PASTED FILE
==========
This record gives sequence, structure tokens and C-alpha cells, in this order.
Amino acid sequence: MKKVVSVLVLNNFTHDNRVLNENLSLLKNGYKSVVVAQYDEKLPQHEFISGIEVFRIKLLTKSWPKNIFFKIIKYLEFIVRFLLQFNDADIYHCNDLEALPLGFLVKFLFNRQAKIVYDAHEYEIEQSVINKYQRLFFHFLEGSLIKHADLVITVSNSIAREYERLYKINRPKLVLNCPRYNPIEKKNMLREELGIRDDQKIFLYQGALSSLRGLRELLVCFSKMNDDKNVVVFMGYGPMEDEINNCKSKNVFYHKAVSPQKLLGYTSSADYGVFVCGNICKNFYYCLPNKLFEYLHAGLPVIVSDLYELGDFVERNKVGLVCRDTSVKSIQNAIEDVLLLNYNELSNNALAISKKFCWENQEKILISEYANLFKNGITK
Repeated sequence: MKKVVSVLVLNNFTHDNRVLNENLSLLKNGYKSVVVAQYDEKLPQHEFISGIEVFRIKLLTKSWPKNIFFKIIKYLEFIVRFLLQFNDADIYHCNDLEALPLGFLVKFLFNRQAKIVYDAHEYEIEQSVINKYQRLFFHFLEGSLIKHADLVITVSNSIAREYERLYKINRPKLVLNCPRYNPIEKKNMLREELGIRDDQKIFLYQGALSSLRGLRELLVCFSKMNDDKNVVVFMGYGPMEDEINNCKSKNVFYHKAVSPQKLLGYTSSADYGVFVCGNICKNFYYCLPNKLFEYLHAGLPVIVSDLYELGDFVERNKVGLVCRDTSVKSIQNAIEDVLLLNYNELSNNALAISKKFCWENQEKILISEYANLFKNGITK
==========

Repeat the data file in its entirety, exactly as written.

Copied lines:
This record gives sequence, structure tokens and C-alpha cells, in this order.
Amino acid sequence: MKKVVSVLVLNNFTHDNRVLNENLSLLKNGYKSVVVAQYDEKLPQHEFISGIEVFRIKLLTKSWPKNIFFKIIKYLEFIVRFLLQFNDADIYHCNDLEALPLGFLVKFLFNRQAKIVYDAHEYEIEQSVINKYQRLFFHFLEGSLIKHADLVITVSNSIAREYERLYKINRPKLVLNCPRYNPIEKKNMLREELGIRDDQKIFLYQGALSSLRGLRELLVCFSKMNDDKNVVVFMGYGPMEDEINNCKSKNVFYHKAVSPQKLLGYTSSADYGVFVCGNICKNFYYCLPNKLFEYLHAGLPVIVSDLYELGDFVERNKVGLVCRDTSVKSIQNAIEDVLLLNYNELSNNALAISKKFCWENQEKILISEYANLFKNGITK
Repeated sequence: MKKVVSVLVLNNFTHDNRVLNENLSLLKNGYKSVVVAQYDEKLPQHEFISGIEVFRIKLLTKSWPKNIFFKIIKYLEFIVRFLLQFNDADIYHCNDLEALPLGFLVKFLFNRQAKIVYDAHEYEIEQSVINKYQRLFFHFLEGSLIKHADLVITVSNSIAREYERLYKINRPKLVLNCPRYNPIEKKNMLREELGIRDDQKIFLYQGALSSLRGLRELLVCFSKMNDDKNVVVFMGYGPMEDEINNCKSKNVFYHKAVSPQKLLGYTSSADYGVFVCGNICKNFYYCLPNKLFEYLHAGLPVIVSDLYELGDFVERNKVGLVCRDTSVKSIQNAIEDVLLLNYNELSNNALAISKKFCWENQEKILISEYANLFKNGITK